The Court’s reasoning does not give the Government unfettered discretion to dismiss a whistleblower case as some lower courts have found. The Government still needs “good cause” to intervene after originally declining to join the case, something that might be harder to demonstrate the longer the Government waits to act. And the Government still needs to provide a reasonable basis for why it wants to dismiss the case, again something that might become more difficult the longer the Government allows the whistleblower to litigate the case alone. But no doubt, and to no great surprise, a whistleblower will have an uphill climb in trying to block a Government motion to dismiss.
If there were any real surprises in the decision, it was the portion of the Justice Thomas dissent where he questions whether qui tam actions are even Constitutional under Article II because they allow private individuals to represent the interests of the United States in litigation. In his concurring opinion, Justice Kavanaugh (joined by Justice Barrett) agrees with Justice Thomas that Article II issues are raised by the qui tam provisions and that the Court should consider them in an appropriate case down the road.
The Article II issue was not before the Court. Justice Thomas decided to raise the issue on his own. Nevertheless, defendants will definitely make mischief with this invitation and add Article II challenges in their efforts to dismiss qui tam cases going forward. And given at least three of the justices want to address it, it may only be a matter of time before the Court considers the issue head on.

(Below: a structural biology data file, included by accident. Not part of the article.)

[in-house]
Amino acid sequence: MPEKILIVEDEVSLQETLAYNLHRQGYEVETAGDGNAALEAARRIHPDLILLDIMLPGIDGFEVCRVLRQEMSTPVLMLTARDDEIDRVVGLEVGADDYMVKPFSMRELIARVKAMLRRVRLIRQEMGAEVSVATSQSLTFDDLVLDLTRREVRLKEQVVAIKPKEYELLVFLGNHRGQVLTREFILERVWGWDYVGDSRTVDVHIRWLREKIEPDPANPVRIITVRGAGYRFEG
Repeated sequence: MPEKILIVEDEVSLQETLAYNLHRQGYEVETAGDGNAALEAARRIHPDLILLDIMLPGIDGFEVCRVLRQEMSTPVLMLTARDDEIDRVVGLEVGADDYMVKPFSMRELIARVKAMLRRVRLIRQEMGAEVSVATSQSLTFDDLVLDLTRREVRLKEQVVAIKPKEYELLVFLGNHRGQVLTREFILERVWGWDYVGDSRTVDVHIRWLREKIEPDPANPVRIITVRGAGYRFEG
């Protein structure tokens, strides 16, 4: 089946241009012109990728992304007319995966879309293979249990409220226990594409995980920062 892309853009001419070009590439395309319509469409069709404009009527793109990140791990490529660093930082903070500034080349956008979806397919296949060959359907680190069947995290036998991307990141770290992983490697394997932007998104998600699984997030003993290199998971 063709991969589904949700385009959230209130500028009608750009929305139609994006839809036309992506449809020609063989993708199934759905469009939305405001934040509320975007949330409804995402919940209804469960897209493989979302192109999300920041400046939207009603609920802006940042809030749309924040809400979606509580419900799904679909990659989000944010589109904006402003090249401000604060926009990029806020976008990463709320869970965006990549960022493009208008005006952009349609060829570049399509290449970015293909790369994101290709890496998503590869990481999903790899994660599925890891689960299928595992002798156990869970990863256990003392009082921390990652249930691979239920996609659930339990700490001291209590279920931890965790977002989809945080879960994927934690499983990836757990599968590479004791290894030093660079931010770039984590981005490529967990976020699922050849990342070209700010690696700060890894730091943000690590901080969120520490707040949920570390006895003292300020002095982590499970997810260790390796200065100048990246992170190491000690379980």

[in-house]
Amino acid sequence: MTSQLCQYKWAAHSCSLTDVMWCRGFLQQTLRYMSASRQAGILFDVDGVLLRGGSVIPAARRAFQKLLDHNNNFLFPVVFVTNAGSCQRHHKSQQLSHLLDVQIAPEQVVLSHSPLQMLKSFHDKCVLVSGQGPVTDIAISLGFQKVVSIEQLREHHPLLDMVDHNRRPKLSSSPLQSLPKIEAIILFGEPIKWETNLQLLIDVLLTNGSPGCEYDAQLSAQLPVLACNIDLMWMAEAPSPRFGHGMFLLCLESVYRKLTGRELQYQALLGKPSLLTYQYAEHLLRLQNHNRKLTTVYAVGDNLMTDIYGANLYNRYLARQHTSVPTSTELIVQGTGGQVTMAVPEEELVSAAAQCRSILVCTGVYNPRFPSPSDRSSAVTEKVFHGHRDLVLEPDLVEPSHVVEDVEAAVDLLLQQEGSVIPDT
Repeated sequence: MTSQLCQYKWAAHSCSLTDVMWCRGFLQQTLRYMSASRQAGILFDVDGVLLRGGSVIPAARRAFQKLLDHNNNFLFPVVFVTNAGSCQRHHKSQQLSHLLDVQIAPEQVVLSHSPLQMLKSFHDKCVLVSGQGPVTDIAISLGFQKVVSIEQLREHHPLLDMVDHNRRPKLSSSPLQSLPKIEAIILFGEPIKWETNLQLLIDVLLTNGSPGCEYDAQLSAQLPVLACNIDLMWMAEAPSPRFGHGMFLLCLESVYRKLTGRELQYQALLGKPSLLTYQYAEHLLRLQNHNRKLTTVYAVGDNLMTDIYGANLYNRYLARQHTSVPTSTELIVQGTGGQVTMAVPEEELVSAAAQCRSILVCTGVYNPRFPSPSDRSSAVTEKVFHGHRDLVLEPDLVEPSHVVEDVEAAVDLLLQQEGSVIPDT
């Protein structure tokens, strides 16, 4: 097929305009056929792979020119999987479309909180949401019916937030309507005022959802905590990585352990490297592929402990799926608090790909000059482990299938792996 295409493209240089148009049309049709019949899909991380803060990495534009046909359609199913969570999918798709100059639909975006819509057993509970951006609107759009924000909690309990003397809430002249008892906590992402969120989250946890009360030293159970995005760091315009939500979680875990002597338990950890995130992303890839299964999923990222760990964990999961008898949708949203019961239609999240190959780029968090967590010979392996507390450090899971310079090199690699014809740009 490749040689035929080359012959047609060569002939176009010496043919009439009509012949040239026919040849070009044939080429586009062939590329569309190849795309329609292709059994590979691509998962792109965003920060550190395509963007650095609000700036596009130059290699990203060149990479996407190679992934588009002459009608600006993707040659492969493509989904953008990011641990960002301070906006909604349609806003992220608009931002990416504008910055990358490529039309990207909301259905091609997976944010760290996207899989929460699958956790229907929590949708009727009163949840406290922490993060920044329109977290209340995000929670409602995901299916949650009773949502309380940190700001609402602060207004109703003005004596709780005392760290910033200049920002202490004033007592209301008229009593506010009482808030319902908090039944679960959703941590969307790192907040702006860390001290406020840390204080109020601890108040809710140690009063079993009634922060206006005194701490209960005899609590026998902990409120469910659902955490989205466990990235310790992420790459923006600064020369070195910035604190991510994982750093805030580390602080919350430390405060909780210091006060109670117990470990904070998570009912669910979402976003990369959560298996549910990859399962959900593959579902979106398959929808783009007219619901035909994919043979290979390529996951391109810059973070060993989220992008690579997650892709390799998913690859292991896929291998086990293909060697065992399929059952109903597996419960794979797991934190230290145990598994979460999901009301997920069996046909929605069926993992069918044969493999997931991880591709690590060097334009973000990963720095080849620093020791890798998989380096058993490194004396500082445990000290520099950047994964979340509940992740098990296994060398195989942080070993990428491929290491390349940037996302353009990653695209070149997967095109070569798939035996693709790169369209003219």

As to the likelihood of success of an Article II attack, the United States previously weighed in on this issue before the Supreme Court and argued firmly against any Article II challenge. Also, there is very helpful language within the majority decision in Polansky (as well as in the Supreme Court’s 2019 decision in Cochise Consultancy, Inc. v. United States ex rel. Hunt) to fend off any Article II challenge. That may have been exactly what Justice Kagan had in mind in how she authored the majority opinion in Polansky and why she (and five other justices who joined her opinion) did not pick up the Article II gauntlet Justice Thomas threw down.
Even in the unlikely event an Article II challenge were ever to succeed, Congress almost certainly would step in and take whatever steps were necessary to modify the statute accordingly given the strong bi-partisan support this whistleblower program has always had. And for good reason. The Government has recovered tens of billions of dollars under the False Claims Act over the past twenty-five years, the vast majority of which has come from lawsuits initiated by whistleblowers. Proof positive, if any were needed, of the critical role whistleblowers play in the Government’s fraud enforcement regime. Just as Congress envisioned when it created the statute more than 150 years ago.